Severity: Critical Alert

Transportation: Officials in Maine, US, to ease COVID-related restrictions in 12 counties May 18; measures remain in place in four counties through May 31.

The locations affected by this alert are:

  • Bangor, Maine
  • Portland, Maine
  • Presque Isle, Maine
  • Augusta, Maine
  • Lewiston-Auburn, Maine

This alert began 16 May 2020 19:29 GMT and is scheduled to expire 31 May 2020 23:59 GMT.

  • Incident: COVID-19 restrictions
  • Location(s): Maine (map)
  • Time Frame: Indefinite
  • Impact: Significant transport and business disruptions; heightened security

Authorities in Maine plan to lift additional business restrictions in 12 of the state's 16 counties starting May 18 as part of their coronavirus (COVID-19) recovery plan. The affected jurisdictions are Maine's mostly rural Aroostook, Franklin, Hancock, Kennebec, Knox, Lincoln, Oxford, Piscataquis, Sagadahoc, Somerset, Waldo, and Washington counties. Most existing restrictions will remain in place in the state's remaining four counties through at least May 31.

The new directive enables dine-in services at restaurants to resume, and remote campsites and sporting camps to reopen in the 12 specified counties as of May 18. Retail stores were allowed to reopen for in-person services in the same counties starting May 11. Regardless, all businesses must enhance sanitation procedures, ensure compliance with social distancing guidelines, and provide the necessary protective equipment for employees.

Statewide, a stay-at-home order is in place through May 31. The order stipulates that residents may only leave their homes to obtain basic goods, attend to a medical issue, care for a person in need, or go to work at a business or service which is allowed to operate. Residents may also perform outdoor recreational activities, provided they adhere to social distancing guidelines. Gatherings of 10 or more people remain banned and all residents are required to wear cloth face coverings when in public.

Auto dealerships and car washes; personal care businesses such as barbershops, hair salons, and pet groomers; guided outdoor activities; golf courses; and drive-in movie theaters and religious services have been allowed to resume operating since May 1 under Phase 1 of Maine's recovery plan. State parks and historic sites have also reopened. Essential businesses and services that have not been subject to mandatory closures include grocery shops, pharmacies, banks, fuel stations, and companies operating in the transport, security, telecommunications, utility services, and critical manufacturing sectors. Any nonessential businesses not specifically allowed to reopen must remain closed through at least May 31, unless their employees can work from home. All travelers entering Maine for nonessential purposes must self-quarantine for 14 days upon arrival - a mandate that also applies to residents returning from out of state.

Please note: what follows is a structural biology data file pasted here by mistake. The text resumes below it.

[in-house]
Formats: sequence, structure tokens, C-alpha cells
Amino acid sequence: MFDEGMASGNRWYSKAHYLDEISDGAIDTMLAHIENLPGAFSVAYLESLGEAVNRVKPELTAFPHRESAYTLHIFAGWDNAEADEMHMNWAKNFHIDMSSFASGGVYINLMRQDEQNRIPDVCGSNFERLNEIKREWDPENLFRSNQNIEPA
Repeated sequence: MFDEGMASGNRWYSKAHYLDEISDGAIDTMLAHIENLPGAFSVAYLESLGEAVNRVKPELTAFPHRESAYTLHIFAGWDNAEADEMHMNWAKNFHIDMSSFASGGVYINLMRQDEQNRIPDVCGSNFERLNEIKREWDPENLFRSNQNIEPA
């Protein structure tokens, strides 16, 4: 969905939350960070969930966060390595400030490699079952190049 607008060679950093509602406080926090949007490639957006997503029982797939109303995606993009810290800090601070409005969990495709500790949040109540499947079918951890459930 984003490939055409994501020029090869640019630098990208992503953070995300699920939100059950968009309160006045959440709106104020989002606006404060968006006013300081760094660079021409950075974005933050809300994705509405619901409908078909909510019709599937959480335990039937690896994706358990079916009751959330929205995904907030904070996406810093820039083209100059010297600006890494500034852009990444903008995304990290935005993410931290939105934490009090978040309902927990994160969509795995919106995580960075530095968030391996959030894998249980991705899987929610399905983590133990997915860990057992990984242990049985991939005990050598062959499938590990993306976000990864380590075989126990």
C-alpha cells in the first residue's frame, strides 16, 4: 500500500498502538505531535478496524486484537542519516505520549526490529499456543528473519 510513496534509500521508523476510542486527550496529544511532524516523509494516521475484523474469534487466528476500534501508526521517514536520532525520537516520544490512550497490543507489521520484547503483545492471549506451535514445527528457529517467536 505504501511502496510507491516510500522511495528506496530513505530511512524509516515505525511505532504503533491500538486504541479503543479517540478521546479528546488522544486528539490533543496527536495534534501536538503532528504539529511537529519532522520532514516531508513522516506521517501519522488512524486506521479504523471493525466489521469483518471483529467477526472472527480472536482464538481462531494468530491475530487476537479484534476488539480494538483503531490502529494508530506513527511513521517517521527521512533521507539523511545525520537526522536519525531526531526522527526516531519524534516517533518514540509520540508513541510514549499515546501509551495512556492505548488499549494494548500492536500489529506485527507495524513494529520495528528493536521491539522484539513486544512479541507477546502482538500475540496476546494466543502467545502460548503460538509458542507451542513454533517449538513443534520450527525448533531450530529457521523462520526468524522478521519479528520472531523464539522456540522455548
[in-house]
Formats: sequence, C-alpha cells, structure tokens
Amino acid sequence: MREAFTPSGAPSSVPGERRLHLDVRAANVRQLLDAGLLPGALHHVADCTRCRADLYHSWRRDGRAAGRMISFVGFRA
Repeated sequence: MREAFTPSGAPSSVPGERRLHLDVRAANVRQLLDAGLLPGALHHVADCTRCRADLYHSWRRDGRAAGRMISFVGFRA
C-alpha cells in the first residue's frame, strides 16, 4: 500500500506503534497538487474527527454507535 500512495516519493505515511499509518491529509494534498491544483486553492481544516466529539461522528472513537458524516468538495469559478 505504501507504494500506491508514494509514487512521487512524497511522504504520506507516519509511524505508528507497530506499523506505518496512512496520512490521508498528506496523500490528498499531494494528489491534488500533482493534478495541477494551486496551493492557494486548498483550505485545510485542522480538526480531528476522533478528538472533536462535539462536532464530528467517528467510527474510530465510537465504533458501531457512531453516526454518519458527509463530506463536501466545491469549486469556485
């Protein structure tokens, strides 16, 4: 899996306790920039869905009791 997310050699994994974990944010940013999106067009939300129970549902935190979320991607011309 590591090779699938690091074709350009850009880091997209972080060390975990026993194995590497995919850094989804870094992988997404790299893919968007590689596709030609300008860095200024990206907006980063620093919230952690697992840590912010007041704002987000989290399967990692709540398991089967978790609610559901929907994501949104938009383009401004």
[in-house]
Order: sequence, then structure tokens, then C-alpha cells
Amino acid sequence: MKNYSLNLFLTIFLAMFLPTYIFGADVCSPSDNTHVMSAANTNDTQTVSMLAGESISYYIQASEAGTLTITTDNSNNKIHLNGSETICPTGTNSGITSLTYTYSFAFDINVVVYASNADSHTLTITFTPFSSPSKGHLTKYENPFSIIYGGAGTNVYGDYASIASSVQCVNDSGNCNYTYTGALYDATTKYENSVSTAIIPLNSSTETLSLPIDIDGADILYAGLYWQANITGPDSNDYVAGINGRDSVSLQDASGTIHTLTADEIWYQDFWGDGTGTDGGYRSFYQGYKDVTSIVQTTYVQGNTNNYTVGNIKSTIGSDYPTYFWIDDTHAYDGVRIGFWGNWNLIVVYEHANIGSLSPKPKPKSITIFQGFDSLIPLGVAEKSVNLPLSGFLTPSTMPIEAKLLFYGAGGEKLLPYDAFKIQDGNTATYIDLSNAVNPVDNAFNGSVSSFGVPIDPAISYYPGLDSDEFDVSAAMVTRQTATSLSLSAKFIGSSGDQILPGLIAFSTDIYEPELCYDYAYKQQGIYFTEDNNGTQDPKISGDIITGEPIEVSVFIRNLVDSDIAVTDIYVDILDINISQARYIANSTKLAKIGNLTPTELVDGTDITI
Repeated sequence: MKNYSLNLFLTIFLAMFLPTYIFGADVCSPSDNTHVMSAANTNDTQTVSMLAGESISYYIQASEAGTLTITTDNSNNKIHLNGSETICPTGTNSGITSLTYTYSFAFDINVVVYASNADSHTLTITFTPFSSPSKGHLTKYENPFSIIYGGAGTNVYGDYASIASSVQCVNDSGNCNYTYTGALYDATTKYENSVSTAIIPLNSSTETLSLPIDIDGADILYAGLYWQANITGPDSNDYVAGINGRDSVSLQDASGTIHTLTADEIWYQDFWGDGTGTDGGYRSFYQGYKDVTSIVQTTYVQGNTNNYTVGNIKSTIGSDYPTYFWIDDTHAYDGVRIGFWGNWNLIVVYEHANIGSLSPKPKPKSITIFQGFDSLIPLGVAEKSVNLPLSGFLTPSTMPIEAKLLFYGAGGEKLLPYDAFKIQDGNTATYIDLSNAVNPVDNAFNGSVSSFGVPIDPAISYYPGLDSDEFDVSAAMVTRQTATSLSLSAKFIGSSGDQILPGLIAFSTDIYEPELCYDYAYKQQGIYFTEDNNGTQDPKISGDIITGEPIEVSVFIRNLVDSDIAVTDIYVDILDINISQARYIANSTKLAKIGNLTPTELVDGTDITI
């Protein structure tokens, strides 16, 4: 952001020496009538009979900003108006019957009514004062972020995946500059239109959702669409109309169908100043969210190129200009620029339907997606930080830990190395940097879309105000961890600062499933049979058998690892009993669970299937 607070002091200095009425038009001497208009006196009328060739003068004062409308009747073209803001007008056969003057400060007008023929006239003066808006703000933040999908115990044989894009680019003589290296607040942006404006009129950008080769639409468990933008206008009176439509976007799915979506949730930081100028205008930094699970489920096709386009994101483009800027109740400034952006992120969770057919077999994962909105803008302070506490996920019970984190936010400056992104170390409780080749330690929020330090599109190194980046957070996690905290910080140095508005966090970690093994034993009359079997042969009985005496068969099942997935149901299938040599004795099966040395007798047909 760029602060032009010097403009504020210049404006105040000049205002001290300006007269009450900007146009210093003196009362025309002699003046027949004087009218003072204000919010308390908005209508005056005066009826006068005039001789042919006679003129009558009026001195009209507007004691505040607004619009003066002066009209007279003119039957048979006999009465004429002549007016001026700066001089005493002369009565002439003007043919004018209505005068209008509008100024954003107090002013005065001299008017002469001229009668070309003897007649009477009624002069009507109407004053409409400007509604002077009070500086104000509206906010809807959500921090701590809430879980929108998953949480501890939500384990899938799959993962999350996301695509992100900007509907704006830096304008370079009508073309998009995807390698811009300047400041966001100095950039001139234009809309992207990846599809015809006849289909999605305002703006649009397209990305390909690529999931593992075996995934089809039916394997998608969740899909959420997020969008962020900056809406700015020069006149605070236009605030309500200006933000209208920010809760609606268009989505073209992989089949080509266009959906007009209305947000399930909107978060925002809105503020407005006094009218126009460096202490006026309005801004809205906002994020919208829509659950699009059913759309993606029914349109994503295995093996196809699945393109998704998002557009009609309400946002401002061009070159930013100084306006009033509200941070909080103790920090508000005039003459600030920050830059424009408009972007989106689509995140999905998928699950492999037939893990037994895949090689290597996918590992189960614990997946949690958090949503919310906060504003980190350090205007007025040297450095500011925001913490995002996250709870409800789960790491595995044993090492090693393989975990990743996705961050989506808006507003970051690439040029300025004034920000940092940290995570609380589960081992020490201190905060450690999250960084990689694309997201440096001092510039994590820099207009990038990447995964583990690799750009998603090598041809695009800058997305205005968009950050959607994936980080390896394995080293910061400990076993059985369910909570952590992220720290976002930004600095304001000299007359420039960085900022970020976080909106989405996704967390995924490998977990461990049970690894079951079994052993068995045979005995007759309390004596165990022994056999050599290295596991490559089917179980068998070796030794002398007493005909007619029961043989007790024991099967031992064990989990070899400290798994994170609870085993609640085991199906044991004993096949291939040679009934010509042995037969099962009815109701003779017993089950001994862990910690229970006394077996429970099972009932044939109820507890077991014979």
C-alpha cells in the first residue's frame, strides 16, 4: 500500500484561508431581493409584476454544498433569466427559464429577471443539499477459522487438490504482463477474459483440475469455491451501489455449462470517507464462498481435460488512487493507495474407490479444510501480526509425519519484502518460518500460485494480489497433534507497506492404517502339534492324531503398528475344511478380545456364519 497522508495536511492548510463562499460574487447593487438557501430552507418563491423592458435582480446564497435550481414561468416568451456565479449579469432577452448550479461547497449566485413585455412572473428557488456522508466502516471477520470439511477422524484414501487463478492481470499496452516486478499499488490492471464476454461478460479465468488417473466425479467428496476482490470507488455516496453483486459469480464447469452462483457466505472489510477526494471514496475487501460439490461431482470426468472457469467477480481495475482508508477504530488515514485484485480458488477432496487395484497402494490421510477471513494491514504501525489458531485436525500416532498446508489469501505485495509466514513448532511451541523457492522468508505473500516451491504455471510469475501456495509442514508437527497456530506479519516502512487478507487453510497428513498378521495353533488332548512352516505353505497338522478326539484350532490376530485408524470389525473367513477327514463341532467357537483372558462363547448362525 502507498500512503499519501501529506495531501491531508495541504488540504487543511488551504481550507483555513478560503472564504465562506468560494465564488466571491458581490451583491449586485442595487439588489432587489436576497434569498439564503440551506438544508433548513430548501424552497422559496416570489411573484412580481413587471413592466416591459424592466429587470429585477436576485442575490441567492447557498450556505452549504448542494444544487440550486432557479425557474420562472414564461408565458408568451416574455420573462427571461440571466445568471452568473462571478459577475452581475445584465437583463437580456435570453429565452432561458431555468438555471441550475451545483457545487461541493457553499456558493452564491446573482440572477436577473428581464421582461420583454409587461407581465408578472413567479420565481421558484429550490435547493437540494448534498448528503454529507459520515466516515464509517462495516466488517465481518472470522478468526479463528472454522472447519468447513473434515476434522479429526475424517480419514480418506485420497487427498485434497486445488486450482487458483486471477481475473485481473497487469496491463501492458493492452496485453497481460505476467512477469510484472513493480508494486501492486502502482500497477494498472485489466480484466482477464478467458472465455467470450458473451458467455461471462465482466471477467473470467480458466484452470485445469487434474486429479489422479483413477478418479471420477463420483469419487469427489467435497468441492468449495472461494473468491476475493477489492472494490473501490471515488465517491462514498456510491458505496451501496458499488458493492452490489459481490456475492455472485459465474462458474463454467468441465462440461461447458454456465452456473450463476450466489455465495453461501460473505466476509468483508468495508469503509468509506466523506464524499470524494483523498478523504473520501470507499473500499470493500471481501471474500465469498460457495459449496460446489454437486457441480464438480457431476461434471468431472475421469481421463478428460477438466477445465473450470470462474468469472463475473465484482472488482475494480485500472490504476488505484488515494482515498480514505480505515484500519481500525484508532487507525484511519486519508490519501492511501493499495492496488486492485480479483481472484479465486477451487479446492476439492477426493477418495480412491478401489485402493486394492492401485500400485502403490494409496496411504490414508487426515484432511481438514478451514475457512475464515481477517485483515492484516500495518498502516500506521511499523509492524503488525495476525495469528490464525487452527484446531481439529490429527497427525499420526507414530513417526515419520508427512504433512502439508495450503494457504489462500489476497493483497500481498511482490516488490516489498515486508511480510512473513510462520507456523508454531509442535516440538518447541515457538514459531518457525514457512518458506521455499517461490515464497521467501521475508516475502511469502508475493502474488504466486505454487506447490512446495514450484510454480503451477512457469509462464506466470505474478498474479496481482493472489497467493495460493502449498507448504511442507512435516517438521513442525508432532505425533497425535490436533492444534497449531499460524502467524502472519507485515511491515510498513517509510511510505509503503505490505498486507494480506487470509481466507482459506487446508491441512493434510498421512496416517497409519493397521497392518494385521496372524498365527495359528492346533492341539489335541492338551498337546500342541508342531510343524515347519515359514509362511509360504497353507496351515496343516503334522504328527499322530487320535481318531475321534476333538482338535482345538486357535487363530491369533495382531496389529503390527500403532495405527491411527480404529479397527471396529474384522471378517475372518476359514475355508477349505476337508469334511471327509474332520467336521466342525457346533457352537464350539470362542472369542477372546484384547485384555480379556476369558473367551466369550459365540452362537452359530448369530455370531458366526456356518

All lodging businesses must remain closed, with the exception of those providing housing to vulnerable populations or healthcare workers, or are operating as quarantine quarters. Lodging establishments may, however, accept reservations for June 1 or later from Maine residents or out-of-state visitors who have completed their quarantines.

Stage 2 of the economic recovery plan is currently scheduled to start June 1 and included the reopening of dine-in restaurants, fitness centers, retail stores, and lodging statewide. The limit on gatherings will increase from 10 to 50 people. Bars and additional personal care businesses are slated to reopen during Stage 3 which is currently scheduled to start between July and August. Authorities have not announced any prospective start date for Stage 4, under which remaining restrictions could be lifted.

Significant transport and business disruptions remain likely. Authorities will almost certainly keep additional security personnel deployed to assist in enforcing the remaining measures. Officials could vary the timing, implementation, or content of any part of the state's COVID-19 recovery plan, depending on the disease activity in the coming weeks.

Background and Analysis
The relaxation of some measures will likely accelerate in the coming weeks; however, restrictions may be reimposed or extended further should the number of COVID-19 cases increase. COVID-19 is a viral respiratory disease caused by infection with the SARS-CoV-2 virus (previously known as 2019-nCoV). Symptoms occur 1-14 days following exposure (average of 3-7 days). These symptoms include fever, fatigue, cough, difficulty breathing, sometimes worsening to pneumonia and kidney failure - especially in those with underlying medical conditions. On March 11, the World Health Organization (WHO) declared the ongoing COVID-19 outbreak a pandemic.

Strictly heed the instructions of authorities. Avoid all nonessential operations in the areas impacted by the measures. Confirm appointments. Remain courteous and cooperative if approached and questioned by law enforcement officers.

Emphasize basic health precautions, especially frequent handwashing with soap and water, or an alcohol-based hand sanitizer if soap and water are unavailable. Practice good coughing/sneezing etiquette (i.e., covering coughs and sneezes with a disposable tissue, maintaining distance from others, and washing hands). There is no evidence that the influenza vaccine, antibiotics, or antiviral medications will prevent this disease, highlighting the importance of diligent basic health precautions.

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